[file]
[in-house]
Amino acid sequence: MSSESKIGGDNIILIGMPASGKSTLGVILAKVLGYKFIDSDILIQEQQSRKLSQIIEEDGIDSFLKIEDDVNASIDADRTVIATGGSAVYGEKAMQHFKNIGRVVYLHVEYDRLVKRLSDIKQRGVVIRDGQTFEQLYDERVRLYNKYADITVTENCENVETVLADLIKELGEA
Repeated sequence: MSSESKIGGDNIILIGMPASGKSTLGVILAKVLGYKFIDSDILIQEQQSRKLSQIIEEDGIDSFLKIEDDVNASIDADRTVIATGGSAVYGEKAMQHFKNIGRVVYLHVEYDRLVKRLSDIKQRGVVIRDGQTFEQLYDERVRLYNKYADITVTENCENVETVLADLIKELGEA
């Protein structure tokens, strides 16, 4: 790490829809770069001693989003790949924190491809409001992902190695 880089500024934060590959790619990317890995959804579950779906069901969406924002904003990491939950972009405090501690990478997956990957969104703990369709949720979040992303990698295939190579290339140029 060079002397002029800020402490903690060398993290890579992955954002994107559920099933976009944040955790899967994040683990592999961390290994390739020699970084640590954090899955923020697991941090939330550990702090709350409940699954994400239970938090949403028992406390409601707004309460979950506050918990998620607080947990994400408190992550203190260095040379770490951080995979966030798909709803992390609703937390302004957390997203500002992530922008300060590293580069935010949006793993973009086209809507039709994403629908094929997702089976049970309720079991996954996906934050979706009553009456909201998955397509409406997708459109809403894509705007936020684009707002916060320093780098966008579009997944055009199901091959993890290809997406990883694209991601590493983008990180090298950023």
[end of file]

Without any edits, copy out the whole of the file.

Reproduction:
[in-house]
Amino acid sequence: MSSESKIGGDNIILIGMPASGKSTLGVILAKVLGYKFIDSDILIQEQQSRKLSQIIEEDGIDSFLKIEDDVNASIDADRTVIATGGSAVYGEKAMQHFKNIGRVVYLHVEYDRLVKRLSDIKQRGVVIRDGQTFEQLYDERVRLYNKYADITVTENCENVETVLADLIKELGEA
Repeated sequence: MSSESKIGGDNIILIGMPASGKSTLGVILAKVLGYKFIDSDILIQEQQSRKLSQIIEEDGIDSFLKIEDDVNASIDADRTVIATGGSAVYGEKAMQHFKNIGRVVYLHVEYDRLVKRLSDIKQRGVVIRDGQTFEQLYDERVRLYNKYADITVTENCENVETVLADLIKELGEA
């Protein structure tokens, strides 16, 4: 790490829809770069001693989003790949924190491809409001992902190695 880089500024934060590959790619990317890995959804579950779906069901969406924002904003990491939950972009405090501690990478997956990957969104703990369709949720979040992303990698295939190579290339140029 060079002397002029800020402490903690060398993290890579992955954002994107559920099933976009944040955790899967994040683990592999961390290994390739020699970084640590954090899955923020697991941090939330550990702090709350409940699954994400239970938090949403028992406390409601707004309460979950506050918990998620607080947990994400408190992550203190260095040379770490951080995979966030798909709803992390609703937390302004957390997203500002992530922008300060590293580069935010949006793993973009086209809507039709994403629908094929997702089976049970309720079991996954996906934050979706009553009456909201998955397509409406997708459109809403894509705007936020684009707002916060320093780098966008579009997944055009199901091959993890290809997406990883694209991601590493983008990180090298950023």